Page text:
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					Keyword weight is the percentage or concentration of keywords on your
page in relation to all other words on the page. A "keyword" can be
either a single word, or a short phrase.

Keyword weight refers to the number of keywords appearing in the page
area divided by the total number of words appearing in that area. Weight
also depends on whether the keyword is a single word or a multi-word
phrase.

Weight formula:

(number of words in the keyword phrase * frequency) / total words in area

Therefore, you're weight will logically increase when the number of
keywords on the page increases or the number of words on the page
decreases.

Some search engines consider keyword weight when determining the rank of
your page for a particular keyword search. In general, the higher the
weight the better, but only to a point. If your weight becomes too high,
you may be penalized.

WARNING: Simply dividing the frequency by the total words on the Page
Analysis table will not yield the correct weight when the keyword is a
multi-word phrase.

For example, if the area had only three words in it:

My Blue Widgets

And the keyword phrase was "Blue Widgets," then the following statistics
would be displayed:

Frequency: 1

Total Words: 3

Weight: 66%

The reason weight is not 1 divided by 3 in this case, or 33.3%, is that
the keyword occupies two of the three "word slots" in the title,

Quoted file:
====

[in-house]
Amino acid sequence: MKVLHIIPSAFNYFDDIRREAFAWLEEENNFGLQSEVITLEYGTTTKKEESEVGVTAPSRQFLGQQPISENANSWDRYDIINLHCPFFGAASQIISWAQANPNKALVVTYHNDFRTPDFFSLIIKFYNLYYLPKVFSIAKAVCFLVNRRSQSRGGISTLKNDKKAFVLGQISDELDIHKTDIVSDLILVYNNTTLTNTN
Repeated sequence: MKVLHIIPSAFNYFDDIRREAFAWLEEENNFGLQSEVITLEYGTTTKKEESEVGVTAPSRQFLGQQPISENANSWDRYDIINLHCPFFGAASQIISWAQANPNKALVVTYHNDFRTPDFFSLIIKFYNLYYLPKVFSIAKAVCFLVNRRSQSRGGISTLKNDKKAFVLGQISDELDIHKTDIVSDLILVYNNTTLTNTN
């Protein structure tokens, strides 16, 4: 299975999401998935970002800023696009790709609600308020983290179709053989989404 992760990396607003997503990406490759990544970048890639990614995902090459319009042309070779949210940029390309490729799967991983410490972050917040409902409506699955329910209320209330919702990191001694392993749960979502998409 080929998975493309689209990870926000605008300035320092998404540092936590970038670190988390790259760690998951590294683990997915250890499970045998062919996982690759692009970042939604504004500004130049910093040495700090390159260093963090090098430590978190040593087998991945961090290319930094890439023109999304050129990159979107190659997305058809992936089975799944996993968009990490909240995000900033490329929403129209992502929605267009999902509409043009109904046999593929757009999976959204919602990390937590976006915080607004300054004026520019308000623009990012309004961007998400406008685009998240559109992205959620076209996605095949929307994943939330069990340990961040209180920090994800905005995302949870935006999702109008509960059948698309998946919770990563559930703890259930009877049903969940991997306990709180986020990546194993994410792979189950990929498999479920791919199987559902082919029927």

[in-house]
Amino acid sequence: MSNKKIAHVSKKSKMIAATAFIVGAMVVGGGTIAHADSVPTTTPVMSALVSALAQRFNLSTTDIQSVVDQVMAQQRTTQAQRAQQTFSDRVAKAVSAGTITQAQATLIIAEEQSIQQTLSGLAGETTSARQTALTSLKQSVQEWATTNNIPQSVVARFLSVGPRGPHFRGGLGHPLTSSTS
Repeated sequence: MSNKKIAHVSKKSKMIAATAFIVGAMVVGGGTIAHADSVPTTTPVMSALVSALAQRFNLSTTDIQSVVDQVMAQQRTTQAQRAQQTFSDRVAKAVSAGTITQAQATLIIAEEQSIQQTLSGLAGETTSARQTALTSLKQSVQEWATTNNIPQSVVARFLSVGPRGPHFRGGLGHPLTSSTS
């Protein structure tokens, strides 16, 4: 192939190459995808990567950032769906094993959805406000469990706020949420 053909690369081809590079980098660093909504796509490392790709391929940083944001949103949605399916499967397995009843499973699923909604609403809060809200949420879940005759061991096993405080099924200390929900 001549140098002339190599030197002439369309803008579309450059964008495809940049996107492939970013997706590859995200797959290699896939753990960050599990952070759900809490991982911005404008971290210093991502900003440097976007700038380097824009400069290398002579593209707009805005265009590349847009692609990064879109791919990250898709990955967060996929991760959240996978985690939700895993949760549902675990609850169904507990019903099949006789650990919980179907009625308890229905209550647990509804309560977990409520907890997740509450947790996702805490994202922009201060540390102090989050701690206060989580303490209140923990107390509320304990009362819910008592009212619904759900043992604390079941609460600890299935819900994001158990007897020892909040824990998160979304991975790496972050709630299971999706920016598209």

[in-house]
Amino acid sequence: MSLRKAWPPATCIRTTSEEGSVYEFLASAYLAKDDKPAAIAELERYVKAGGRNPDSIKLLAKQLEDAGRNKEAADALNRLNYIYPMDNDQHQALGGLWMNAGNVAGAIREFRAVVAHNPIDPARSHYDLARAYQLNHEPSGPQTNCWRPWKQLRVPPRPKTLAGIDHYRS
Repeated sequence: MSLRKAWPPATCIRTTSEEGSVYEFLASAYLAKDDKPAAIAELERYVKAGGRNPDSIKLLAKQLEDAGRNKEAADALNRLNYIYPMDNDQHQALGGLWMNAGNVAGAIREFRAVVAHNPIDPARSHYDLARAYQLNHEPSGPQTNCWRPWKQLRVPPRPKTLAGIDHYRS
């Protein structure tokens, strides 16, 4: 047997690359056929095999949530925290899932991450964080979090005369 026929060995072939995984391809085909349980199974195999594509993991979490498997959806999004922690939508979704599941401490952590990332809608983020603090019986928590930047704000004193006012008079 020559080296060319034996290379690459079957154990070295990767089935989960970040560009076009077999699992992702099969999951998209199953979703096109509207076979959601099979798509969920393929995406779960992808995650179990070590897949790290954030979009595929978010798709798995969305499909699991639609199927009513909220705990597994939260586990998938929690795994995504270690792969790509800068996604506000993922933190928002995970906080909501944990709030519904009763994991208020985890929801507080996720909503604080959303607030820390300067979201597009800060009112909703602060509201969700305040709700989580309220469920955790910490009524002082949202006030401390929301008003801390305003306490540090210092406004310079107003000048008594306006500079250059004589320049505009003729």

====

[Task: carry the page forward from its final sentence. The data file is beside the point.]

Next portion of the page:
commanding a 66% weight. If we didn't compute it this way when doing an
exact search, then a title of:

Blue Widgets

would yield a frequency of one, and a word count of two. However, it's
obvious in this example that simply dividing 1 frequency by 2 words is
not correct since it would yield a 50% weight rather than a 100%. The
weight must logically be 100% because there's no way a title called Blue
Widgets with a keyword phrase of Blue Widgets could have a higher weight.
100% of the words in the area are already keywords, thus yielding a 100%
weight.
Ultimately, it doesn't matter much how weight is calculated exactly so
long as it is consistently applied for each page analyzed. If top ranking
pages tend to have a 3% weight as computed by the Page Critic, then 3% is
what you want to shoot for regardless of how the 3% if computed. The goal
is to emulate the statistics of top ranking pages. If you focus on
emulating the frequency and word count of top ranking pages, your weight
will generally fall in line.

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The starting point column in the Page Critic tells you how far down the
page a particular area begins. The Starting Point column is displayed
only when you turn the detail lines on by de-checking the "Summarize"
checkbox on the Page Critic screen. This number is in terms of the number
of words down the page it starts at.

This statistic is useful in determining how prominent a heading tag,
hyper link, or other area appears in relation to the top of the page. In
general, the closer to the top of the page a keyword/area appears, the
higher it will be scored.

				
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posted:8/30/2010
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Description: keywords density, proximity and prominence plays major role in search engine optimization.